But that’s me. There’s a wide variety of tastes. I remember a debate with a friend regarding a bit of worldbuilding in Guy Gavriel Kay’s Tigana–the red glove that is worn by prostitutes and also by high-born maidens on their wedding nights. Kay does not tell us that this is what red gloves are for; he only has a scene in which a woman trying to pose as a prostitute spends some time attempting to acquire a red glove, and then a different scene where a girl eagerly anticipating her marriage is making her red glove for her wedding night, and her father is so uncomfortable watching her do it that he has to leave the room. I got everything I needed to get from those two lines. My friend, on the other hand, was sharply critical of Kay for his lack of explicit explanation, considering that to be a weakness of worldbuilding.

I think I might actually be in the minority here as well–certainly I’d begun to think so after a critical mass of comments regarding the detail and explanation I don’t naturally put into my own prose–so it was a considerable relief to hear a “Left To The Imagination” panelist describing a frustration almost identical to my own. In a piece set in the Regency period, she used the word “barouche” without defining it, in a sentence along the lines of, “Lady so-and-so’s barouche arrived, the lady climbed into it, and the barouche drove away.” She was annoyed by comments to the effect of, “I don’t know what this word means! You need to describe it!” Her response: “What do you think it means, from the sentence?” “I think it’s a carriage.” “Yes! You’re right! It’s a carriage! Let’s move on!”

Comments (7)

Liz ArgallDecember 1st, 2010 at 1:13 pm

Nice comments on the world of imagination. I love juicy nouns. Often when I say I want more exposition, what I actually want are more specific nouns and a context to put them in.

Barouche is a perfect example. Hansom cab clattering up a street that smells of elderberries and consumptive prostitutes tells me so much more than telling me a Hansom has four wheels and two really big ponies.

HeatherDecember 1st, 2010 at 3:51 pm

“I love juicy nouns. Often when I say I want more exposition, what I actually want are more specific nouns and a context to put them in.”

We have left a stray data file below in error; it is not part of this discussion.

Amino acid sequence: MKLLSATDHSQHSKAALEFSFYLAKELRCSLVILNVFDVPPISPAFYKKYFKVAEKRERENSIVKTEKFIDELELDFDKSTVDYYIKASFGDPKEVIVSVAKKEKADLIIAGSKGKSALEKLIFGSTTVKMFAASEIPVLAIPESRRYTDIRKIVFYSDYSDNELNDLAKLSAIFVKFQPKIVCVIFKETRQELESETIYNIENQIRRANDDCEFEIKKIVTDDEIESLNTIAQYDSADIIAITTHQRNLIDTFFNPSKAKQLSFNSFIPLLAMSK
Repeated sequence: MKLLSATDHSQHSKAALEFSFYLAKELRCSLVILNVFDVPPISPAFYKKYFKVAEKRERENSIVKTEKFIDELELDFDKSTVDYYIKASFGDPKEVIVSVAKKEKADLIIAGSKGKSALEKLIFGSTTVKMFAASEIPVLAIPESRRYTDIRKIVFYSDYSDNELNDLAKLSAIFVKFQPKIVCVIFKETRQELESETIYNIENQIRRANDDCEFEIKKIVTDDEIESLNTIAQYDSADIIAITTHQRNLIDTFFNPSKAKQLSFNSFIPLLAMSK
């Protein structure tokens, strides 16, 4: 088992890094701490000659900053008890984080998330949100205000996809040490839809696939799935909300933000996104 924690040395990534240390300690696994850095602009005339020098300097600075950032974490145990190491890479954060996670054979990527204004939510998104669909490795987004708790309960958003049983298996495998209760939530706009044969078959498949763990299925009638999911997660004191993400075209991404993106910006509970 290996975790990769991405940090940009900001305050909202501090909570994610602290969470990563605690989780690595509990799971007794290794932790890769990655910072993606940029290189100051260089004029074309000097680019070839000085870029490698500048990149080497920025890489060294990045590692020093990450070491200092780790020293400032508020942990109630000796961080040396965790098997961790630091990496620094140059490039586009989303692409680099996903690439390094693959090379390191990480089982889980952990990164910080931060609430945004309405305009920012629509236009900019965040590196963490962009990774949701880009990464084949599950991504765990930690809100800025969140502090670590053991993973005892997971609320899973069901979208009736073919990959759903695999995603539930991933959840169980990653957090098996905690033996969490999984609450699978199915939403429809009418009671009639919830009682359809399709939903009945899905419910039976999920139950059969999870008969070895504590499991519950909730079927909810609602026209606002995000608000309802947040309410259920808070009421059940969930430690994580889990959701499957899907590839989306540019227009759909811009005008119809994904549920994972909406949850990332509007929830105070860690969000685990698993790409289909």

Ooh, well said.

“Hansom cab clattering up a street that smells of elderberries and consumptive prostitutes tells me so much more than telling me a Hansom has four wheels and two really big ponies.”

Yes, exactly.

AdamDecember 1st, 2010 at 6:48 pm

Re: footnote 2: One of the things I’ve been thinking about recently is the role of “trompe l’oeil” in writing, whether in stories or in interactive fiction. Part of the idea is that writing can create the impression of a fully realized world without depicting the whole world in all of its details. One of the techniques for that, I think, is to use terminology without explaining it. If you explain what all the details mean, you have to actually realize the whole world completely in order to make it satisfying and convincing–otherwise, the inclusion of specific details in a world devoid of other details demonstrates the shallowness of the worldbuilding. If, in contrary, you use details in a satisfying, realistic way, without explaining them, they help create the feeling of depth and consistency.

There’s then the further distinction between the relatively deeply realized world whose depth is depicted through trompe l’oeil and the world where all the worldbuilding is in the illusion. Done well, you get the feeling of depth through unexplained but neat feeling details, but when the explanation is needed or when things are approached from a different angle, they’re explained consistently and we see that they’re part of a realized world. When it’s done poorly, (e.g. by George Lucas or J.K. Rowling, especially in their later works), it becomes increasingly obvious that there’s nothing really there–there’s only the illusion of a well-thought through world, but the more you look at it, the less it makes sense.

JohnDecember 2nd, 2010 at 12:04 am

Growing up, I always liked the “lack of explanation” technique – it struck me as something that happened in books meant for adults, or old-school books for children, and not the tedious modern children’s books that were a blatant learning exercise. This feeling was exquisitely confirmed in college, when I read “The Phoenix Guards” and “Agyar” by Steven Brust, in jacketless hardcovers with no prior knowledge of the author or anything inside the books other than their titles. 🙂 Or maybe the lesson was to listen to Julian’s book recommendations. 🙂

JulianDecember 2nd, 2010 at 8:28 am

That’s a good lesson, I think 😉

HeatherDecember 2nd, 2010 at 12:38 pm

Listening to Julian’s book recommendations led me straight to Swordspoint, so I encourage the technique. 🙂

Shauna RobertsDecember 7th, 2010 at 3:02 pm

The Privilege of the Sword is my second favorite of the four. I found “The Man with the Knives” unbearably sad, and The Fall of the Kings disappointed me by introducing magic into what for me was a well-defined world without it.

Still, I wish I had gotten a signed copy of the story. I’m not going to pay all that money for the chapbook if I don’t have her signature in it.